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I pulled dead colleague out of blaze hell – firefighter

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Firefighter Eddie McCann

Firefighter Eddie McCann

Firefighter Eddie McCann

A BRAY fireman broke down in court as he described crawling through a fire to pull a dead colleague out of a burning building.

Brian Murray (46) and Mark O'Shaughnessy (26) died fighting a blaze at a disused ink factory at Adelaide Villas in Bray on September 26, 2007.

Wicklow County Council, which runs the fire service, has pleaded not guilty at Dublin Circuit Criminal Court to four charges relating to alleged criminal breaches of the Safety, Health and Welfare at Work Act.

technique

On day six of the trial, Eddie McCann described how he and his colleague, Tony Horan, went into the building to rescue their colleagues.

Mr McCann told Alex Owens, prosecuting, that the conditions inside the building were horrendous. He said: "It was a tremendous heat. Unbelievable. It was like a furnace".

He said that the two of them began crawling through the building.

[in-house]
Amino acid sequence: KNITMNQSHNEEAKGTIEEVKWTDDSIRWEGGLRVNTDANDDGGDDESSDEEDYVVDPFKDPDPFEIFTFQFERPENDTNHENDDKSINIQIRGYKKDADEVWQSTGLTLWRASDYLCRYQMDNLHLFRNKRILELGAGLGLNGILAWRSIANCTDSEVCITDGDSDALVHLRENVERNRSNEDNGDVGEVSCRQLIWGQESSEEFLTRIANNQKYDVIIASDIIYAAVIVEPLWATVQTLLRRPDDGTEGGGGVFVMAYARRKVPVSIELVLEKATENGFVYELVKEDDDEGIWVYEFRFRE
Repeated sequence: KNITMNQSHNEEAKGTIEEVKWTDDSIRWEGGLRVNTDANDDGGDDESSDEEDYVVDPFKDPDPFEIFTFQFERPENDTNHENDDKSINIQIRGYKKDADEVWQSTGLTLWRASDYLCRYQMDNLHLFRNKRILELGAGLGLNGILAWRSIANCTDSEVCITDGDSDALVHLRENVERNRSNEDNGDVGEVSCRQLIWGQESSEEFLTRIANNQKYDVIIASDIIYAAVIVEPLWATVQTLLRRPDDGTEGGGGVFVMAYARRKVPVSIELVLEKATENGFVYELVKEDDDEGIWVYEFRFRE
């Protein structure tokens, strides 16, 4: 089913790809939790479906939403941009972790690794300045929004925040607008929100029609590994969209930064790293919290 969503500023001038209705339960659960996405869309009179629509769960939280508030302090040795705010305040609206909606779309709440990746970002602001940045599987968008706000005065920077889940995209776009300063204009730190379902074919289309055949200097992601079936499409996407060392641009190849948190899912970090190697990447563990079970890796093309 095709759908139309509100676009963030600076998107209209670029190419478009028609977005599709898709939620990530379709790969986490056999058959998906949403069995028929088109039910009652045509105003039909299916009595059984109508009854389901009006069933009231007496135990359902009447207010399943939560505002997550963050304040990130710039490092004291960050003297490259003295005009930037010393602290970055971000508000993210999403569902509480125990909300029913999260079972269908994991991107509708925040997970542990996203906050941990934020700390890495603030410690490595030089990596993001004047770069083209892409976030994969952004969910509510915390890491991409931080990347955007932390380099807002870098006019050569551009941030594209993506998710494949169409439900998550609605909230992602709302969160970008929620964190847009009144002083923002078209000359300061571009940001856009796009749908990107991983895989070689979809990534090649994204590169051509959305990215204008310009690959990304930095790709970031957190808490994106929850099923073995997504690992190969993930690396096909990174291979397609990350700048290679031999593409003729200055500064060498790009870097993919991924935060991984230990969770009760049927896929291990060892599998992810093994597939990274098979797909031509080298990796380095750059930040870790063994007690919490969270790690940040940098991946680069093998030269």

Mr McCann was overcome with emotion a number of times during his testimony.

He said he was trying to fight the fire using a technique called 'pulsing'. This involves short quick bursts of water or foam to create a fine mist that changes the nature of the fire.

He said when he tried this with the new foam mix they were using that day, it didn't work the way he expected it to. He said: "I tried to pulse again. It was having no effect."

He said he and Mr Horan came out and re-entered the building two or three times. At one point he decided to switch to a water hose.

He said: "We went back in on our stomachs. I pulsed up with the hose but the pressure on the hose reel wasn't great. I kept looking for Brian."

He said he heard a loud bang in front of him. He managed to find Mr Murray's hose, and followed it along the ground.

He said: "The smoke had started to clear a bit. Visibility was better. I saw reflective bands on leggings and I knew it was one of the lads. There was a piece of wood over it."

He said he grabbed the straps of the man's breathing apparatus and started to pull him back towards the door. He roared: "I got him."

system

He said that when they got to the door they took the man's mask off.

"I knew it was Mark. His hair was standing up. I knew he was dead. I fell out of the doorway. I was wrecked."

He told counsel that he had not received hot fire training using the new compressed air foam system (CAFS).

Under cross-examination he told Aileen Donnelly, defending, that during a talk on CAFS before getting the new system, he was told that it was not possible to 'pulse' using the foam system.

The trial continues.

hnews@herald.ie


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